Amateur Hour; Where The Thrill Has Gone
I’ve been hanging out with the wrong people.
They’re people like me—professional photographers, and I see them at shows and workshops, drop in on their conversations on web forums, and exchange e-mail with them. Problem is, what they talk about, for the most part, is the business. And while the business is a real concern, it’s not what I want to talk about. Because of the privileged access I’ve gotten to amateur photographers through this column, plus my contact with amateurs at shows and workshops, the conclusion was inescapable: I have more in common with amateurs than with pros.
I’m inspired by amateurs, their attitudes and the work they’re doing. They live and breathe photography—the craft, the ideas, the techniques, the gear. They’re passionate about taking, making, and sharing photographs, and their enthusiasm is contagious.
There’s one other factor in this realization: Flickr, the photographic social networking site. I love looking at the photos that amateurs from around the world post to the site. I read that there are 8.5 million registered users of Flickr who upload three to five million photos a day. Of course, a lot of those photos are terrible, but a lot of them aren’t. Some of them are amazing. And inspiring.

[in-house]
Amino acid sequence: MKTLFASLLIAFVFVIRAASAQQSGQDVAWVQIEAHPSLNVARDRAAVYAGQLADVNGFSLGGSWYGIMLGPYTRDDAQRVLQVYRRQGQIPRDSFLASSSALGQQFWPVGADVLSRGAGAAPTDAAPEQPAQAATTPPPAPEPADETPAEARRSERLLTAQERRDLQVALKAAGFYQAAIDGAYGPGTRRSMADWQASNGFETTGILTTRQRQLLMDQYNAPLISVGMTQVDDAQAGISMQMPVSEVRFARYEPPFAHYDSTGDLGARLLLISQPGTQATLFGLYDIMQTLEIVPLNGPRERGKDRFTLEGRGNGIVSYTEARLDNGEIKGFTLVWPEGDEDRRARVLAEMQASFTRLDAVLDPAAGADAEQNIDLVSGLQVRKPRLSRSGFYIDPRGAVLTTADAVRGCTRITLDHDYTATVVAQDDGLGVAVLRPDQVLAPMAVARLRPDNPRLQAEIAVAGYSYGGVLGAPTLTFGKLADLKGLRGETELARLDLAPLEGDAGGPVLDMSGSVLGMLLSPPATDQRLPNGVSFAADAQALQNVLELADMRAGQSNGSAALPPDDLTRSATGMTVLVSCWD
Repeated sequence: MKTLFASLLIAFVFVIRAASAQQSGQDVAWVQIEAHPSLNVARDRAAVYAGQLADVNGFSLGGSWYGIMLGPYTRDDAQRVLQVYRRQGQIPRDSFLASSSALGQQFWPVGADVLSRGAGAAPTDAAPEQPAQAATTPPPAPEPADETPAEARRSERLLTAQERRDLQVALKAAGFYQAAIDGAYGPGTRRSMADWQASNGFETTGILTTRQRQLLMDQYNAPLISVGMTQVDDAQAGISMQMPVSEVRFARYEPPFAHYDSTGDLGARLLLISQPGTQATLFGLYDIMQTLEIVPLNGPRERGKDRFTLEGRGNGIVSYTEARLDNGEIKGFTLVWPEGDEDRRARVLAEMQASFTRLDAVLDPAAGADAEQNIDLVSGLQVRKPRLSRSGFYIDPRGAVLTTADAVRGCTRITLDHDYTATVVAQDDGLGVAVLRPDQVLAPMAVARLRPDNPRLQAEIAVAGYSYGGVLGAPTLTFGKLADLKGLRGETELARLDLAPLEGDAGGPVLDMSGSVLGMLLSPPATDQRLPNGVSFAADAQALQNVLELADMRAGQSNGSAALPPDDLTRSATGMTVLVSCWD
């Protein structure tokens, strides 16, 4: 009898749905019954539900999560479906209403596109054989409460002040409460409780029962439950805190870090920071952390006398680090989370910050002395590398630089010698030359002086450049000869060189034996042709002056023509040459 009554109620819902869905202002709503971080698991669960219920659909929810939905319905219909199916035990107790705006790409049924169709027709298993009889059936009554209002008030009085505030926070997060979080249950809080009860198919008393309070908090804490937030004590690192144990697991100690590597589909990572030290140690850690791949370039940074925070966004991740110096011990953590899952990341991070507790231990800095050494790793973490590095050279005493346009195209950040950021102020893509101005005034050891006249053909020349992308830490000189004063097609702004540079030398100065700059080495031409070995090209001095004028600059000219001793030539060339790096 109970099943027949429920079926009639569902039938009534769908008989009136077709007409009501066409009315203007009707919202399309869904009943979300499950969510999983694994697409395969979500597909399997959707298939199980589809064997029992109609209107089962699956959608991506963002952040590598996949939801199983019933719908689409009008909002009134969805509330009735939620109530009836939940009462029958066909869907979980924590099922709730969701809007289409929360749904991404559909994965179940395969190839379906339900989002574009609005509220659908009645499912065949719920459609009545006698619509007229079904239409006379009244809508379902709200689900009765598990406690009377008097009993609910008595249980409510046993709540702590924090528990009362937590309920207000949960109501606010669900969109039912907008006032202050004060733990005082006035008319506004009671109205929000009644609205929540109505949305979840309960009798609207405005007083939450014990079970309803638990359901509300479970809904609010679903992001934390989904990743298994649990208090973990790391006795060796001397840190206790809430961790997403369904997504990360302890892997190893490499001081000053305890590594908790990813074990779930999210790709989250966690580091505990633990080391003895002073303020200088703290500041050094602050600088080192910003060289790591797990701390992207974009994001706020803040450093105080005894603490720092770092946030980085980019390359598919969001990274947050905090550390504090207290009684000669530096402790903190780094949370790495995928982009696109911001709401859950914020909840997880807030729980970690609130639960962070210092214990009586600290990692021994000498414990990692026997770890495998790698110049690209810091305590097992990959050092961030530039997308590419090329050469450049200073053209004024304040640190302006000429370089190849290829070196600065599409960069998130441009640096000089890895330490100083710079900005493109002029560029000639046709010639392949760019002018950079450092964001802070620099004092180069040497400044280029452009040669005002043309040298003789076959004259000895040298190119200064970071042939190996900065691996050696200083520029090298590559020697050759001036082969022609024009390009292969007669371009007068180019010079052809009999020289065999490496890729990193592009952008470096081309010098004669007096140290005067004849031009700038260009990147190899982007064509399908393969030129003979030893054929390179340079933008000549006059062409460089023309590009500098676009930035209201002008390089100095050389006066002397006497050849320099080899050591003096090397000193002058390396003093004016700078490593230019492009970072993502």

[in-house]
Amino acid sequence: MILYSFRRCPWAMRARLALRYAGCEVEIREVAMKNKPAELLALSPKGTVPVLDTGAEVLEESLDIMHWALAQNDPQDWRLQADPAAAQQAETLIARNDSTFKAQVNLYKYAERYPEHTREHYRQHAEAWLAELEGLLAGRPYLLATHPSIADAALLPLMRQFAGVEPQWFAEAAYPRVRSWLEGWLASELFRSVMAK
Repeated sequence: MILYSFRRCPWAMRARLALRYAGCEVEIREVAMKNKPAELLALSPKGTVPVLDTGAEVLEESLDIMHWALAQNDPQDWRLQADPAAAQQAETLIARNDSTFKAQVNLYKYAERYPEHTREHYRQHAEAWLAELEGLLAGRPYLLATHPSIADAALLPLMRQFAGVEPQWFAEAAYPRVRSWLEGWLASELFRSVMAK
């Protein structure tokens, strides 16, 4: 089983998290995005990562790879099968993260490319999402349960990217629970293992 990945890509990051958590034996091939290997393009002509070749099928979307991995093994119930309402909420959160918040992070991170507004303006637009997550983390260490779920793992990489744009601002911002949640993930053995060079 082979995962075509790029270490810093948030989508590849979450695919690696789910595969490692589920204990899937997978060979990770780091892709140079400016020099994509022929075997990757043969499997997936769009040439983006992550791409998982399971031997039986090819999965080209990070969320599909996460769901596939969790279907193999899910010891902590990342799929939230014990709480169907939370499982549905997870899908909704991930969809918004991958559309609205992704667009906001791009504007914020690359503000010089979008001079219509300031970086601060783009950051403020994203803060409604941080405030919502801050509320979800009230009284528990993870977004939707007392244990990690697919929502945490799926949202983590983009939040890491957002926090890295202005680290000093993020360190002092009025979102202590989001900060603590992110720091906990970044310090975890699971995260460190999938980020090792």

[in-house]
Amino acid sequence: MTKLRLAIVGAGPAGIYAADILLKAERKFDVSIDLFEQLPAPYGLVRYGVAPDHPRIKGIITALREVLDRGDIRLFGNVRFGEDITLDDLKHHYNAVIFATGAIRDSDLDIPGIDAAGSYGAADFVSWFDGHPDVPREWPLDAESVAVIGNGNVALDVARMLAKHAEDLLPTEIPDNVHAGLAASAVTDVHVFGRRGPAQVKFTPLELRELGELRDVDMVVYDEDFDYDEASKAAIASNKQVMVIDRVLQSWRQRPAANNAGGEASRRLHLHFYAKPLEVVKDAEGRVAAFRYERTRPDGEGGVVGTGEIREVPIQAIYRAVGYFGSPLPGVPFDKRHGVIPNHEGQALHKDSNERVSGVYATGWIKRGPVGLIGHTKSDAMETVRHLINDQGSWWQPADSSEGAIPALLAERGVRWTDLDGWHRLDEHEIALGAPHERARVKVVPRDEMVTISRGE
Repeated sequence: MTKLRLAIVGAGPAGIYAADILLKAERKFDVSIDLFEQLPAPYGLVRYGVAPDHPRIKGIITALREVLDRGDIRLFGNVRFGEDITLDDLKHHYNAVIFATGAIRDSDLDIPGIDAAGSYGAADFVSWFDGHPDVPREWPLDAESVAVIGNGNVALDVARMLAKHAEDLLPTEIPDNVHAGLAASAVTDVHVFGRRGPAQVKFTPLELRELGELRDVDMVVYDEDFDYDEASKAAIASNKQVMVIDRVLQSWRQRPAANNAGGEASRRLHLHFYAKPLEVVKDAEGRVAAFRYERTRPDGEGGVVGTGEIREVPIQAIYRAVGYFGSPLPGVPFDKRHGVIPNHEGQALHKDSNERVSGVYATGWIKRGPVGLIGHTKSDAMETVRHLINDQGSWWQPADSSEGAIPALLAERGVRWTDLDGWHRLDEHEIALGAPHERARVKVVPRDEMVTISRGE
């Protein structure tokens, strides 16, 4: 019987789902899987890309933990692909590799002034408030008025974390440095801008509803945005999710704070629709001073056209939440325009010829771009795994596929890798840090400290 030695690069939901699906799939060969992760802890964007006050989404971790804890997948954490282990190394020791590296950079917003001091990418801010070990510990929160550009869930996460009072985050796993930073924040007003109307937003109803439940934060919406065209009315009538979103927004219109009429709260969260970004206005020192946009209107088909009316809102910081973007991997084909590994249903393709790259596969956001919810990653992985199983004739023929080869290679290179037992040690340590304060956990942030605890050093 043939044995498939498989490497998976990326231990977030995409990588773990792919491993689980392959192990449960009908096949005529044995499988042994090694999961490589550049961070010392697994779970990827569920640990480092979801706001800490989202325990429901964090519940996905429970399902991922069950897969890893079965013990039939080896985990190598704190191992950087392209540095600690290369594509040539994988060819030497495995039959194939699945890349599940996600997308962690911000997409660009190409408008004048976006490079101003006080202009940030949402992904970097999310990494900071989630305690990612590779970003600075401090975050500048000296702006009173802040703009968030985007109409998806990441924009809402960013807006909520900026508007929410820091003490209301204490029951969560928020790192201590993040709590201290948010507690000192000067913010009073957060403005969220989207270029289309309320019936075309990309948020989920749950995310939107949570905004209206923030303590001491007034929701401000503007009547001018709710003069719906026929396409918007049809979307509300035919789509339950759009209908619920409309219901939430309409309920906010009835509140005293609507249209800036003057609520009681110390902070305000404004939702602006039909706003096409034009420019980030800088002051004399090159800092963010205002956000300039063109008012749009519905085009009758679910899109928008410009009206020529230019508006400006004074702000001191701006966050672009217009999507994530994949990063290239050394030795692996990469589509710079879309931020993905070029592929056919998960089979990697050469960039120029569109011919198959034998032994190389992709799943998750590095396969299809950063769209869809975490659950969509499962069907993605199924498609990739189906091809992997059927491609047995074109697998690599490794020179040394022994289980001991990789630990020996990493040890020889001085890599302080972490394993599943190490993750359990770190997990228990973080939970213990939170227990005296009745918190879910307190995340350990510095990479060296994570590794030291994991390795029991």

Amateurs have vision. They break the rules and take chances. Photography is fun for them, an adventure. It’s a giant experiment in creative expression. And yet they’re serious, they work hard at it, they have discipline, and they’re intent on learning. I’m sure it’s more fun for them, and they enjoy more freedom, because they aren’t under the same pressure to perform as pros; they have day jobs. But that doesn’t mean they aren’t motivated to do better work, to learn more, to express themselves.
You know what? I’m just like them. Thirty years into my career, I’m still in love with photography.
I realized that hanging out with the pros wasn’t making me a better shooter. I believe I stand a better chance of being a better photographer, better businessman, maybe even a better person by hanging out, literally and figuratively, with people who have energy, enthusiasm, ideas, and dedication. They want to learn—they’re like sponges. Me, too. I’m inspired and motivated by their photos. It’s energizing to be around them, and nine out of 10 times I’d rather sit down to lunch with a group of amateurs than pros, and I bet I’ll be a better photographer for the experience, the exchange, and the dialog.
The photos you see here are ones I picked from my early work, the photography I did when I was fueled by not much more than an amateur’s spirit and enthusiasm, before the models and the heavy travel schedule and the elaborate stock shot setups. At that time I had about the same resources as a photo enthusiast, and this is the work I did. My photography now is more specialized within lifestyle images, but I think I still have a lot of the passion and the spirit of the early days.
The one part of the enthusiasts’ photo community I’m still not into is the praise and comments. You know, the “Wow, cool shot, dude!” stuff. But I understand it’s part of the sharing process and the feedback that keeps some shooters striving to do better work. What I get from Flickr is that jolt of energy and inspiration that comes when I see great results, ideas, chances taken, and passion brought to the process.
The proof’s in the pictures, dude.